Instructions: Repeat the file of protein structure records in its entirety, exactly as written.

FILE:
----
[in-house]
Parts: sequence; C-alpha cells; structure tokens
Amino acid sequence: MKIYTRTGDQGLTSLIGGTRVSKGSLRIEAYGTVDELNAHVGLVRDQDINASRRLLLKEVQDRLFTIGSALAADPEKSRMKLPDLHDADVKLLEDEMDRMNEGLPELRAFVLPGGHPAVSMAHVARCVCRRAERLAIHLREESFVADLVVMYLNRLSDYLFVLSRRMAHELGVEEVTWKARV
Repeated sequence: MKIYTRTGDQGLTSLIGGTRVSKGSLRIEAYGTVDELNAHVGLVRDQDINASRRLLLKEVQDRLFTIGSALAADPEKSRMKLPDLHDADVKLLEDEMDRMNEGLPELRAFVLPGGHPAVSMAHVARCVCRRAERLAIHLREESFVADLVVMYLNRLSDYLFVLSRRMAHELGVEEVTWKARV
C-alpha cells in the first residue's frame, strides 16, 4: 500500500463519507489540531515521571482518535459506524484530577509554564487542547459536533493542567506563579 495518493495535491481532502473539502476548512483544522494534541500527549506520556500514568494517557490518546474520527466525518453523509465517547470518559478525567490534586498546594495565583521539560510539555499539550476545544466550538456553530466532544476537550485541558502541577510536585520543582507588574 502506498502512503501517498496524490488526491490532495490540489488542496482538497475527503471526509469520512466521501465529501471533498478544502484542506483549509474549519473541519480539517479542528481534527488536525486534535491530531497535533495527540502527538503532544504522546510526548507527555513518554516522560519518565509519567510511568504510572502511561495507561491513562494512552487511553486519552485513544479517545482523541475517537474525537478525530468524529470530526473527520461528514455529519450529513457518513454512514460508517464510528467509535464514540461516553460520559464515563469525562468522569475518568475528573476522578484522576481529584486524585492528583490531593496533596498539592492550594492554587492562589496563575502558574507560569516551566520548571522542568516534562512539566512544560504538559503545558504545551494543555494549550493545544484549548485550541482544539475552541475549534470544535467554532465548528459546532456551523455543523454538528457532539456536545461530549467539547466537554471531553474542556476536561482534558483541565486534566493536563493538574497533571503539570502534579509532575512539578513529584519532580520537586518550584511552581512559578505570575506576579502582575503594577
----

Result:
[in-house]
Parts: sequence; C-alpha cells; structure tokens
Amino acid sequence: MKIYTRTGDQGLTSLIGGTRVSKGSLRIEAYGTVDELNAHVGLVRDQDINASRRLLLKEVQDRLFTIGSALAADPEKSRMKLPDLHDADVKLLEDEMDRMNEGLPELRAFVLPGGHPAVSMAHVARCVCRRAERLAIHLREESFVADLVVMYLNRLSDYLFVLSRRMAHELGVEEVTWKARV
Repeated sequence: MKIYTRTGDQGLTSLIGGTRVSKGSLRIEAYGTVDELNAHVGLVRDQDINASRRLLLKEVQDRLFTIGSALAADPEKSRMKLPDLHDADVKLLEDEMDRMNEGLPELRAFVLPGGHPAVSMAHVARCVCRRAERLAIHLREESFVADLVVMYLNRLSDYLFVLSRRMAHELGVEEVTWKARV
C-alpha cells in the first residue's frame, strides 16, 4: 500500500463519507489540531515521571482518535459506524484530577509554564487542547459536533493542567506563579 495518493495535491481532502473539502476548512483544522494534541500527549506520556500514568494517557490518546474520527466525518453523509465517547470518559478525567490534586498546594495565583521539560510539555499539550476545544466550538456553530466532544476537550485541558502541577510536585520543582507588574 502506498502512503501517498496524490488526491490532495490540489488542496482538497475527503471526509469520512466521501465529501471533498478544502484542506483549509474549519473541519480539517479542528481534527488536525486534535491530531497535533495527540502527538503532544504522546510526548507527555513518554516522560519518565509519567510511568504510572502511561495507561491513562494512552487511553486519552485513544479517545482523541475517537474525537478525530468524529470530526473527520461528514455529519450529513457518513454512514460508517464510528467509535464514540461516553460520559464515563469525562468522569475518568475528573476522578484522576481529584486524585492528583490531593496533596498539592492550594492554587492562589496563575502558574507560569516551566520548571522542568516534562512539566512544560504538559503545558504545551494543555494549550493545544484549548485550541482544539475552541475549534470544535467554532465548528459546532456551523455543523454538528457532539456536545461530549467539547466537554471531553474542556476536561482534558483541565486534566493536563493538574497533571503539570502534579509532575512539578513529584519532580520537586518550584511552581512559578505570575506576579502582575503594577